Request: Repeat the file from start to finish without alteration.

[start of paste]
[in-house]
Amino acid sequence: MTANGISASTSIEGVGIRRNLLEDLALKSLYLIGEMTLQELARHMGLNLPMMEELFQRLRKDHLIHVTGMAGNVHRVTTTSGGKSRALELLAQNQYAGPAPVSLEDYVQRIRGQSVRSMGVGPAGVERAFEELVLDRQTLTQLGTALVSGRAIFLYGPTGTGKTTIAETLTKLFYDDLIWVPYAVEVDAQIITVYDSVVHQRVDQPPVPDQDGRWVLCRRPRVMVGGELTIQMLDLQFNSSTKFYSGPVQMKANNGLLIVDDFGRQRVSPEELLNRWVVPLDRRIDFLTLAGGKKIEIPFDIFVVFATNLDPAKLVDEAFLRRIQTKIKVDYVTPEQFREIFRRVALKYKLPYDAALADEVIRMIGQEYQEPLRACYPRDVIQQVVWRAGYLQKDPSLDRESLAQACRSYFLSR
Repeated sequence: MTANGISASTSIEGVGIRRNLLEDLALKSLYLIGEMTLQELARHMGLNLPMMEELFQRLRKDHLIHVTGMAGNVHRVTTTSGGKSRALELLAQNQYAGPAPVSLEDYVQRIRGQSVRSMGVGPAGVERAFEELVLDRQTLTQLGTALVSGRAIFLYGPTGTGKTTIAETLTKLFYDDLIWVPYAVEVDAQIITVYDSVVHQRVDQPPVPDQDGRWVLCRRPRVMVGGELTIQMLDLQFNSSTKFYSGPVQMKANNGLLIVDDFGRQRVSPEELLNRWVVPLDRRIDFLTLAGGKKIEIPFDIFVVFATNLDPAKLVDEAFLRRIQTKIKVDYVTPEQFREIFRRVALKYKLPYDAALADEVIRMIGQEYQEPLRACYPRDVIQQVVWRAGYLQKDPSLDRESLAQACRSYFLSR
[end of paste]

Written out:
[in-house]
Amino acid sequence: MTANGISASTSIEGVGIRRNLLEDLALKSLYLIGEMTLQELARHMGLNLPMMEELFQRLRKDHLIHVTGMAGNVHRVTTTSGGKSRALELLAQNQYAGPAPVSLEDYVQRIRGQSVRSMGVGPAGVERAFEELVLDRQTLTQLGTALVSGRAIFLYGPTGTGKTTIAETLTKLFYDDLIWVPYAVEVDAQIITVYDSVVHQRVDQPPVPDQDGRWVLCRRPRVMVGGELTIQMLDLQFNSSTKFYSGPVQMKANNGLLIVDDFGRQRVSPEELLNRWVVPLDRRIDFLTLAGGKKIEIPFDIFVVFATNLDPAKLVDEAFLRRIQTKIKVDYVTPEQFREIFRRVALKYKLPYDAALADEVIRMIGQEYQEPLRACYPRDVIQQVVWRAGYLQKDPSLDRESLAQACRSYFLSR
Repeated sequence: MTANGISASTSIEGVGIRRNLLEDLALKSLYLIGEMTLQELARHMGLNLPMMEELFQRLRKDHLIHVTGMAGNVHRVTTTSGGKSRALELLAQNQYAGPAPVSLEDYVQRIRGQSVRSMGVGPAGVERAFEELVLDRQTLTQLGTALVSGRAIFLYGPTGTGKTTIAETLTKLFYDDLIWVPYAVEVDAQIITVYDSVVHQRVDQPPVPDQDGRWVLCRRPRVMVGGELTIQMLDLQFNSSTKFYSGPVQMKANNGLLIVDDFGRQRVSPEELLNRWVVPLDRRIDFLTLAGGKKIEIPFDIFVVFATNLDPAKLVDEAFLRRIQTKIKVDYVTPEQFREIFRRVALKYKLPYDAALADEVIRMIGQEYQEPLRACYPRDVIQQVVWRAGYLQKDPSLDRESLAQACRSYFLSR